Thursday, 4 December 2014

Betting the farm on it – how rural land use (may) change with recent commodity prices and land sales

By Zack Dorner

Farming is a risky business, as is forestry. You are at the whim of the weather and international commodity prices which, as we have been reminded by recent dairy prices, can drop rapidly without much warning. Meanwhile, farmers have to make long term decisions about capital investments, or decide whether to convert from one type of a farm to another. Foresters must plant trees which won’t pay off for several decades. Given the importance of rural land use for New Zealand’s economy and environment, it is important that we understand better how land use changes in response to economic drivers.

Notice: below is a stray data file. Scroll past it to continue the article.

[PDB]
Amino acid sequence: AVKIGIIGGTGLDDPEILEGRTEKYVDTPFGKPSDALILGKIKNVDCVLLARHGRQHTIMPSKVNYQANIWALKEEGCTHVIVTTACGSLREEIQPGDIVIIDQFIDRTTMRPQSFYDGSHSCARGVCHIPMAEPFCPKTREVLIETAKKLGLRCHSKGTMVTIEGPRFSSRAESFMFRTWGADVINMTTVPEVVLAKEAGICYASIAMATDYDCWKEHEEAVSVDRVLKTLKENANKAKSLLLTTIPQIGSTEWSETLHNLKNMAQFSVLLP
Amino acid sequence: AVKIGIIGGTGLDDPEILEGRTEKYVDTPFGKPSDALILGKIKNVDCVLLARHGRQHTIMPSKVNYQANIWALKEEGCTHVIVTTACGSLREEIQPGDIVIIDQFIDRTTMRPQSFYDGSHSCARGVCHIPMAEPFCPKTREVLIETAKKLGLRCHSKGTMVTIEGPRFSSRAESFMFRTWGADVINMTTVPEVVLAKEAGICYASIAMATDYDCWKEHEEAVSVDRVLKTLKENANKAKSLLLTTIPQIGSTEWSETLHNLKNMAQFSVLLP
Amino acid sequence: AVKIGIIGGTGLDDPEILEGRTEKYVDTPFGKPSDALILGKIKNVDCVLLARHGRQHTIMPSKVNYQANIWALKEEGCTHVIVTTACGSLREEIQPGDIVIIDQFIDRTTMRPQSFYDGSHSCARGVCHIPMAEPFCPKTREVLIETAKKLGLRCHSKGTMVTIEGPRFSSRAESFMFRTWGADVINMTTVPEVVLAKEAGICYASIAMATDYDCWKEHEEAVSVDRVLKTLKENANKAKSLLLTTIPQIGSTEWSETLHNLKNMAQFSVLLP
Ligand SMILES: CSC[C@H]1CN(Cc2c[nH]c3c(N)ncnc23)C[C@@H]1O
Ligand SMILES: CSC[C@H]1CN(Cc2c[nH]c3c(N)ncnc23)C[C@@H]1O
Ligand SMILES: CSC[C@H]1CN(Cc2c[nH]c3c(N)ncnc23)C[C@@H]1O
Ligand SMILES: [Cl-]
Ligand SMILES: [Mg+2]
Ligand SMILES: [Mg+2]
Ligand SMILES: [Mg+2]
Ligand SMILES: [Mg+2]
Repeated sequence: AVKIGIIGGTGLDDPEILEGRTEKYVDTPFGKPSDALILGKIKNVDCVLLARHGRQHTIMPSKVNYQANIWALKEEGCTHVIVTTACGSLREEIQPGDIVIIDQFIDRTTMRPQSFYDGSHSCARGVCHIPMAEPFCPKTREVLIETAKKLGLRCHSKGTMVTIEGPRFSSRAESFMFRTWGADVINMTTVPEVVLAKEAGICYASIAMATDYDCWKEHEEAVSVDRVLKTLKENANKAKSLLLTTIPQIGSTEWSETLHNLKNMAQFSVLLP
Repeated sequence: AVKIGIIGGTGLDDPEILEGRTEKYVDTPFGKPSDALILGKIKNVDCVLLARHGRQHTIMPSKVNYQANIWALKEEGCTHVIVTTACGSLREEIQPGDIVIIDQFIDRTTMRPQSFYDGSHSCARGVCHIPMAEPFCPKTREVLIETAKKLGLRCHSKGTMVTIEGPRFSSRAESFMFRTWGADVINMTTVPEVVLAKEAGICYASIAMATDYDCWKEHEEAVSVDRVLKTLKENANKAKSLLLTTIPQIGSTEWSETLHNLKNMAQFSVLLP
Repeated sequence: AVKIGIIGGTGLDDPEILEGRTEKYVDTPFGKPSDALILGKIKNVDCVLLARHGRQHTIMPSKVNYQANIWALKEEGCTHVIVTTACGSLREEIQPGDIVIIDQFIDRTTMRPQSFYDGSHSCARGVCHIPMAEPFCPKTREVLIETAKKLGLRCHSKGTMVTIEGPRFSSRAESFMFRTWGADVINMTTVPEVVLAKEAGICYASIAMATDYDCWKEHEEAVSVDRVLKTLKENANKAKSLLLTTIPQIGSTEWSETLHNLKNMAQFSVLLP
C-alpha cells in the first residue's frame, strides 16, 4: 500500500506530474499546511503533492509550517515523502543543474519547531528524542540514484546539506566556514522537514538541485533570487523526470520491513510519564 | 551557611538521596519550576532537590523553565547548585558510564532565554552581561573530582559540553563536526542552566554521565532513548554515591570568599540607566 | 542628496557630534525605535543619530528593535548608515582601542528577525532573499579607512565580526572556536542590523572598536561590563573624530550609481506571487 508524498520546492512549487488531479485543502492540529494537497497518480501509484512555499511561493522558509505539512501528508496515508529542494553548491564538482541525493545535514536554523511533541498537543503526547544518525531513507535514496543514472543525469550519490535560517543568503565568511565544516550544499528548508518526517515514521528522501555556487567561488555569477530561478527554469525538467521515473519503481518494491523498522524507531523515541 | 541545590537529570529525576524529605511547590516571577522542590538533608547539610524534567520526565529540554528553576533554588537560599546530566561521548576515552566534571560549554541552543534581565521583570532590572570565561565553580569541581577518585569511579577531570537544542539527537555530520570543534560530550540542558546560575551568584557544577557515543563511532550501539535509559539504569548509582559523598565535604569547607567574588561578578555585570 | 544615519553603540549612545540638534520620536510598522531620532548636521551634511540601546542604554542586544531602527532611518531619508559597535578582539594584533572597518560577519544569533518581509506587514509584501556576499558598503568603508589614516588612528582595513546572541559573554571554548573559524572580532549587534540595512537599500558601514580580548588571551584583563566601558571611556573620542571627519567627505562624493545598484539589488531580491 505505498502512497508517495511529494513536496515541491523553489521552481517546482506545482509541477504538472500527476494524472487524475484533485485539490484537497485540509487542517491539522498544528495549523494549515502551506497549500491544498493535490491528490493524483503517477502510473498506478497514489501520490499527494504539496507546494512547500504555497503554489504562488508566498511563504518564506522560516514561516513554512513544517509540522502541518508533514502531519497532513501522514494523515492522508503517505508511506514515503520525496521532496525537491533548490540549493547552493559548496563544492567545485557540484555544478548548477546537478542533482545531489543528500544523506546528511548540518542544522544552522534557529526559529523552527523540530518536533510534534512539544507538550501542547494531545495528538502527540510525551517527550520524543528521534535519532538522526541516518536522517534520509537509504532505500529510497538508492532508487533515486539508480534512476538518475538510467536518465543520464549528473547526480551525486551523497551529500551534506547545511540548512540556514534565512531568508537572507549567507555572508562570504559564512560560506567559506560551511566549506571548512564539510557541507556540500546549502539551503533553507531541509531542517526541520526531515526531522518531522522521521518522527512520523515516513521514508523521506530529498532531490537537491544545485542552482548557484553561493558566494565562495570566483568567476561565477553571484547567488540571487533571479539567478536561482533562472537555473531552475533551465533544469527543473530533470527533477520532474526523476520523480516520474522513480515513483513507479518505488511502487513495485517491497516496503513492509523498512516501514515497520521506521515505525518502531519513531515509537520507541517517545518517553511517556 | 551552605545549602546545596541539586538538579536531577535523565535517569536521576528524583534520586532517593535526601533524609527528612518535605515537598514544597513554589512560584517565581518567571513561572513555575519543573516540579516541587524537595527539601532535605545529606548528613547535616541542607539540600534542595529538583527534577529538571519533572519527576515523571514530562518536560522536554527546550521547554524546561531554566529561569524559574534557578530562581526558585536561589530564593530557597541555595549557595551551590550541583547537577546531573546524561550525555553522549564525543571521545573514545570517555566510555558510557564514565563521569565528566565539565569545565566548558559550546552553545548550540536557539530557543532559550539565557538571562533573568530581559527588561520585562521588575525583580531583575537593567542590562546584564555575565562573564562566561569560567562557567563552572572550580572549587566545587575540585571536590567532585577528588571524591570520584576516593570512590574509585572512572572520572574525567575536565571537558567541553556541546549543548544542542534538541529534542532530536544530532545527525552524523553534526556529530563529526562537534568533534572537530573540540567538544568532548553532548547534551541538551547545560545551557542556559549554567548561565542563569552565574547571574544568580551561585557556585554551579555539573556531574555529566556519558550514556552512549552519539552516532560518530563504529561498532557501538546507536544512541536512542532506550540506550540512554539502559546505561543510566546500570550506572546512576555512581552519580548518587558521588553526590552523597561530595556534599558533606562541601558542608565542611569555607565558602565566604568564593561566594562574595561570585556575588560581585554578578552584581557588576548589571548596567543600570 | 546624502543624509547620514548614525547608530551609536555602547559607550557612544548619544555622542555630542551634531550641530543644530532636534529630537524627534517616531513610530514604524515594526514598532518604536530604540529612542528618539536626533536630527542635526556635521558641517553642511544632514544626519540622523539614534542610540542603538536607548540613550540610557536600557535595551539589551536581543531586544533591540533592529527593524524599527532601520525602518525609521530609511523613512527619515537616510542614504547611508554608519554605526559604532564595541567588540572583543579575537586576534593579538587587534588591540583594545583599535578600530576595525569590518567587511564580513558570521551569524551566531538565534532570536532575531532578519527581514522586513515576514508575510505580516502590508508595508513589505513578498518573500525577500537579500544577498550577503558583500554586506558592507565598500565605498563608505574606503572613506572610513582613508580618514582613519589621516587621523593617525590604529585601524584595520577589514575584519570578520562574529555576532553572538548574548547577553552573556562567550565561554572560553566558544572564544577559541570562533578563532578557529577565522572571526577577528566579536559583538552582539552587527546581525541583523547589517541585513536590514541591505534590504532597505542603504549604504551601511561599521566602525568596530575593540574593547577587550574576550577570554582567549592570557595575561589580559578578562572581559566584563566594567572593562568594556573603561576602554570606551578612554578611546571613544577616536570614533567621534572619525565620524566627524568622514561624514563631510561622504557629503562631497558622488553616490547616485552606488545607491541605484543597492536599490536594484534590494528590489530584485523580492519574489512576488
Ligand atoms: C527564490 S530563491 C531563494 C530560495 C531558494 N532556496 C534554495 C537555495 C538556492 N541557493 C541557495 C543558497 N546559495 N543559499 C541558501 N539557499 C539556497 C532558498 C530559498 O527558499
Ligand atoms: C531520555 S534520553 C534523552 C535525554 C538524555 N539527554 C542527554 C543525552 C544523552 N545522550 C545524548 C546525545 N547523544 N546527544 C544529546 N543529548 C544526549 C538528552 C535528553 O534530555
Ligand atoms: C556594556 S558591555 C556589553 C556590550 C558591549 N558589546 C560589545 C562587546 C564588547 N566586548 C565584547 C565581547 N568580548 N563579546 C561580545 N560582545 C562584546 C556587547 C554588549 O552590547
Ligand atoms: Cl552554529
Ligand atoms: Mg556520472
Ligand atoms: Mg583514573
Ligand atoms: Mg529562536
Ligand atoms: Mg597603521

For my honours thesis last year I decided to look into recent rural land use changes in New Zealand and whether changes may be associated with recent commodity prices and land sales. I’m very happy that my thesis has now taken the form of a Motu Working paper, which has just been released. In lieu of you having to read the full paper (though of course I encourage you to do so!), here is a quick summary of some things I learnt along the way.

Monday, 15 September 2014

Land use models do work (at least sort of)

By Corey Allan and Suzi Kerr

Land-use models are used to explore possible futures, anticipate and diagnose problems, and simulate the effects of different policies. ‘All models are wrong but some are useful’ and more carefully developed and rigorously tested models are more useful. If you are interested in how land-use models are and should be used, our recent paper on land-use modelling provides a non-technical overview of the land-use models currently used in New Zealand.